This passage was translated from a mixture of Dhuwala tongue and English by Ian Keen, and included in his 1994 ethnography, Knowledge and Secrecy in an Aboriginal Religion, published by Oxford University Press (pp. 44-45).
T’was spoken by a Yolŋu man, explaining to Ian here, the nature of the relationship between waŋarr (‘ancestral forms or figures’), associated madayin (sacra including songs, proper names, ceremonial forms, painted designs etc.) and associated living people. I love this passage – it captures a significant ‘something’ about the poetic obliquity in Yolŋu talk.
‘Here am I at the beginning, a man; a man; and at the beginning I am an animal. I ‘turned’ from being Honeybee: here am I am man-that is my madayin now. I am a Possum too, in the beginning a long time ago, a Possum. Later I turned, and I am a man. Here I sit, a man, like this. I turned each time: Honeybee, Possum, Catfish. I turned and I man a man who speaks Dhuwala tongue. That is the story: here I am a man, just the same. Here I sit, a man. That is all. From this animal, that animal, that animal, that fish, that animal, whatever animal- I am a man. I have Emu, perhaps I have Catfish, Possum, Darter: there is the design, and here is the waterhole. From there-from the Catfish, Possum, Honeybee-I have the madayin now, everything; I am a man. I have a song there, I have a song there, a song there and a song there because we come from there. I am from there. I am a man. That is all.”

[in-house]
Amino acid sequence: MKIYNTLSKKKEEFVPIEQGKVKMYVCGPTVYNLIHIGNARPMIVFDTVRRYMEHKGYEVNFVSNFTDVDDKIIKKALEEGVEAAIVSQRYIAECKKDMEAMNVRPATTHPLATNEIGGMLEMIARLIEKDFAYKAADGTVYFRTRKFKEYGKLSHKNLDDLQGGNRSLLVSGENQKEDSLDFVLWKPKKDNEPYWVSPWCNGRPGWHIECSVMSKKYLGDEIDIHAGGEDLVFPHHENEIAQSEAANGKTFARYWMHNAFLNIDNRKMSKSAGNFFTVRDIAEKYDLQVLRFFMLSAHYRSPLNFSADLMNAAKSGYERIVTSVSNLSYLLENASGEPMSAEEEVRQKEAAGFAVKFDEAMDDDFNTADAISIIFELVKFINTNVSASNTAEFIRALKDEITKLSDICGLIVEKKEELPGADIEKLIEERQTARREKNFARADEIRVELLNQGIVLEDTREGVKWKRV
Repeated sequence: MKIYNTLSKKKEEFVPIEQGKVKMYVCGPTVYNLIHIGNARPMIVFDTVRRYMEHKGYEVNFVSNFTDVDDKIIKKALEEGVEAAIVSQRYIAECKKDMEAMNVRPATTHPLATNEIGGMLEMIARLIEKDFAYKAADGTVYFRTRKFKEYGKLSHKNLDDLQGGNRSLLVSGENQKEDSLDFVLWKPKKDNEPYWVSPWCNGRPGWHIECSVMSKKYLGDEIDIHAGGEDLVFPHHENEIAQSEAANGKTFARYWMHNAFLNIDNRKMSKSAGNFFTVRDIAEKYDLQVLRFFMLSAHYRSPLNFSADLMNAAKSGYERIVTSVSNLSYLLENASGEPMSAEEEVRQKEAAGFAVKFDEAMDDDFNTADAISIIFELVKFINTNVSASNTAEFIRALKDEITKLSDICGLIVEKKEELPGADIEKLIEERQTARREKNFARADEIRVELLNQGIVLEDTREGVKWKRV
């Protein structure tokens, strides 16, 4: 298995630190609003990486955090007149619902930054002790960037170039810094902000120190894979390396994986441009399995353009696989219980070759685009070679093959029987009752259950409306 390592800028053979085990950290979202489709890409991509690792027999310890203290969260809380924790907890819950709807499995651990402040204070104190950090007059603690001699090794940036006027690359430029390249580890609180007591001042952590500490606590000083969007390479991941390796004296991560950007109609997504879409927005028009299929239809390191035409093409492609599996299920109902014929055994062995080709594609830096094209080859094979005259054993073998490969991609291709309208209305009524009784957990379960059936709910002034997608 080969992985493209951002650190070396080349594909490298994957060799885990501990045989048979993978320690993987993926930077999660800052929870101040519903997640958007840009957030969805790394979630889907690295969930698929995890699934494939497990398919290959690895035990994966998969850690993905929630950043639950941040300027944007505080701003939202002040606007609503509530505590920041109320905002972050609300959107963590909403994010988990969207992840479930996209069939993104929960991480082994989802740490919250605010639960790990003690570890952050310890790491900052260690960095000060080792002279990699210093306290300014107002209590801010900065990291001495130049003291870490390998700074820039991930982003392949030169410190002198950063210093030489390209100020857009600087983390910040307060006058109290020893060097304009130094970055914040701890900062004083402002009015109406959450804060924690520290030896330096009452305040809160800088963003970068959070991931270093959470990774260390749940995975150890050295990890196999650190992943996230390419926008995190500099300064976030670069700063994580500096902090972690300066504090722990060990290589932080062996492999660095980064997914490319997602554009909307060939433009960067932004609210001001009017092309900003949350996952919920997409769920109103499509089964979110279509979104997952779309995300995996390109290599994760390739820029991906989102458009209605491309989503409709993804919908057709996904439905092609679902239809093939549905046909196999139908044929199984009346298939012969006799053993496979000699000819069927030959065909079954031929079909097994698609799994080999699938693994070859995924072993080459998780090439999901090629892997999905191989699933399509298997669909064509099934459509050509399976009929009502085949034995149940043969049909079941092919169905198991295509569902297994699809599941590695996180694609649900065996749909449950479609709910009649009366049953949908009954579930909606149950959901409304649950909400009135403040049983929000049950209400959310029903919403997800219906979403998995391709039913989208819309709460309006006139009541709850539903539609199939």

If you haven’t read Knowledge and Secrecy I suggest you do (and that you’re likely to love it). It is a rich and memorable ethnography, which is also somehow very generous (as in ‘kind’, insightful and thoughtful).